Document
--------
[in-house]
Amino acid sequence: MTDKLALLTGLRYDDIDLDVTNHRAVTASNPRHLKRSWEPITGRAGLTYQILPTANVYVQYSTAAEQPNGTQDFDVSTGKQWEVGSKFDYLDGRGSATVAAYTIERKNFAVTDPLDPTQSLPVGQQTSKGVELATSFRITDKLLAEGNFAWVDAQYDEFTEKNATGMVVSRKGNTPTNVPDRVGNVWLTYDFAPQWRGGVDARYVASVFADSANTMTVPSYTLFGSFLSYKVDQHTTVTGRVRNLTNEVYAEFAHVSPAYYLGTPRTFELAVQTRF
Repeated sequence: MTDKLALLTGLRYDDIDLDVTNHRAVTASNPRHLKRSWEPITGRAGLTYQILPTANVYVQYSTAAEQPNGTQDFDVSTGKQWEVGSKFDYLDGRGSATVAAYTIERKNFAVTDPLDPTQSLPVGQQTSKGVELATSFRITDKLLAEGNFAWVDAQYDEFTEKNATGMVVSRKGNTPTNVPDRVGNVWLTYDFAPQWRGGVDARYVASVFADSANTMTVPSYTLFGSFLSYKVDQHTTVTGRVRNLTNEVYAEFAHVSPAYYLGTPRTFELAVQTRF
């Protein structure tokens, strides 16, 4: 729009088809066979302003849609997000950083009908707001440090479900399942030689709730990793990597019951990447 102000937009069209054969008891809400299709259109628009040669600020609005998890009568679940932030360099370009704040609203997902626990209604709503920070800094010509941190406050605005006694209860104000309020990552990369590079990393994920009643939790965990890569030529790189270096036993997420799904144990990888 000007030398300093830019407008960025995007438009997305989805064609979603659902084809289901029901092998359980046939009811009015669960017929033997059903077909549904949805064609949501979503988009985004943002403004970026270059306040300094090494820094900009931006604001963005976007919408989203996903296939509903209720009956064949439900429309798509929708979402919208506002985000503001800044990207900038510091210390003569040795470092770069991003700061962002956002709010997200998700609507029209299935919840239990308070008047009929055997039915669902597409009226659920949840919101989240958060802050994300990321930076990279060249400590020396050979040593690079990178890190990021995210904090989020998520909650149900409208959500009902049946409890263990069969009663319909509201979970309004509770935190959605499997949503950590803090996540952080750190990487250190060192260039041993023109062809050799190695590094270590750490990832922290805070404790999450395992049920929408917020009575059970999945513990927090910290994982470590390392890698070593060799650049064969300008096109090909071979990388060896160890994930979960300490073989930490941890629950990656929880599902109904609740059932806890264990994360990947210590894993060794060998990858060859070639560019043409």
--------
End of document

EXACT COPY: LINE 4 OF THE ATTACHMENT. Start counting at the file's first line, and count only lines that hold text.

């Protein structure tokens, strides 16, 4: 729009088809066979302003849609997000950083009908707001440090479900399942030689709730990793990597019951990447 102000937009069209054969008891809400299709259109628009040669600020609005998890009568679940932030360099370009704040609203997902626990209604709503920070800094010509941190406050605005006694209860104000309020990552990369590079990393994920009643939790965990890569030529790189270096036993997420799904144990990888 000007030398300093830019407008960025995007438009997305989805064609979603659902084809289901029901092998359980046939009811009015669960017929033997059903077909549904949805064609949501979503988009985004943002403004970026270059306040300094090494820094900009931006604001963005976007919408989203996903296939509903209720009956064949439900429309798509929708979402919208506002985000503001800044990207900038510091210390003569040795470092770069991003700061962002956002709010997200998700609507029209299935919840239990308070008047009929055997039915669902597409009226659920949840919101989240958060802050994300990321930076990279060249400590020396050979040593690079990178890190990021995210904090989020998520909650149900409208959500009902049946409890263990069969009663319909509201979970309004509770935190959605499997949503950590803090996540952080750190990487250190060192260039041993023109062809050799190695590094270590750490990832922290805070404790999450395992049920929408917020009575059970999945513990927090910290994982470590390392890698070593060799650049064969300008096109090909071979990388060896160890994930979960300490073989930490941890629950990656929880599902109904609740059932806890264990994360990947210590894993060794060998990858060859070639560019043409």